The Counselor: Rated “R” (1 hr. 51 min.)
Starring: Michael Fassbender, Penélope Cruz, Cameron Diaz, Javier Bardem, Brad Pitt
Directed by: Ridley Scott
The Counselor is a very stylishly and elegantly made downbeat and bleak film about how even attractively beautiful and extremely wealthy people can make incredibly stupid decisions and throw in with lowlife criminals and wind up spectacularly flaming out in the most amazing fashion. In this film — presented to us by director Ridley Scott (Body of Lies) and Cormac McCarthy (No Country for Old Men) — portrays the mother of all nightmarish scenario, in which a well-respected lawyer’s one-time (and ill-advised) dalliance with an illegal business deal spirals stunningly out of control.
Michael Fassbender is the Counselor who so totally loves his girlfriend, Laura (Cruz) that it is clear that he would do anything for her, only he is also amazingly stupid and incredibly greedy in that as much as he so clearly has (and against the advice of quite literally everyone around him, he gets himself mixed up with some exceedingly bad people (Drug cartel types), who — quite simply — don’t screw around on a “one time” drug deal to move a couple of million dollars’ worth of their cocaine across the Mexican border into the U.S. Only (as stated) things go astonishingly wrong, putting him squarely in the Jackpot lane for all the harm that can possibly befall to one person without actually happening to him directly.
Needless to say, virtually everyone can see that this is going to go stunningly wrong for essentially everyone in the cast (which it does) but we defy you to pick the actual villain of the piece (we couldn’t right up until the very end — and it was something of a shocker). Yes, this is a dark, bleak, desolate film that is beautiful to watch but more akin to a train wreck than an exotic sunset. Everyone in the film is far too wealthy for their own good Reiner (Bardem — sporting yet another amazingly bad haircut) keeps a couple of jaguars as pets, Malkina (Diaz) has jaguar spots tattooed to her back, while Westray (Pitt) is far too smug for his own good.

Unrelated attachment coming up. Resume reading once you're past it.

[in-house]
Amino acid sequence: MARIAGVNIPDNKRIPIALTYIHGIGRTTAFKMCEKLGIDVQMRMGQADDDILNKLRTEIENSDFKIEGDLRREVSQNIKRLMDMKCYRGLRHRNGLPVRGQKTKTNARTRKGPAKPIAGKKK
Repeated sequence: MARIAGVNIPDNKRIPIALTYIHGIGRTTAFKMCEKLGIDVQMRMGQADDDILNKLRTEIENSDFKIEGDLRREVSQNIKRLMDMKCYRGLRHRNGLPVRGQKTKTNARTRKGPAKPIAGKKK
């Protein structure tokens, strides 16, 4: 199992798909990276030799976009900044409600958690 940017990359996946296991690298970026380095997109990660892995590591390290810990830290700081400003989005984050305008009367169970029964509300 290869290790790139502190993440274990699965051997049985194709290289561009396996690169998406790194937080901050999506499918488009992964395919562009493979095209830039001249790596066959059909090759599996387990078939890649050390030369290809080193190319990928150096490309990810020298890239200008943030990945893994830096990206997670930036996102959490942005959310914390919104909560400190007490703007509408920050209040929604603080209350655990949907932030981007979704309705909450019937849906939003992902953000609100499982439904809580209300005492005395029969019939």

Meanwhile the Councilor himself is apparently tired of simply representing drug lords, thieves, murders, and thugs, and wants to enter the game himself, only this is not a sandbox for amateurs or fools (and he is so obviously both). These guys play for keeps, and they don’t allow for do-overs. Needless to say, the Councilor thinks that he can join in and coast along on an easy ride, but there is nothing easy about this trip, and it is a “take no prisoners” type of operation, which he learns to his eternal regret.
Honestly, this film is taking more than its fair share of pot shots, and we feel that it is simply unfortunate in that it is it stylishly off-kilter in a way that will haunt you even as you are watching it. Nearly everyone in the cast plays against type and that is where the real art of this film comes into play. Truthfully, it is not for everyone, but it is is admittedly well worth the watching.
Robert J. Sodaro has been reviewing films for some 30 years. During that time, his movie reviews and articles have appeared in numerous print publications, as well as on the web. Subscribe to receive regular articles and movie reviews.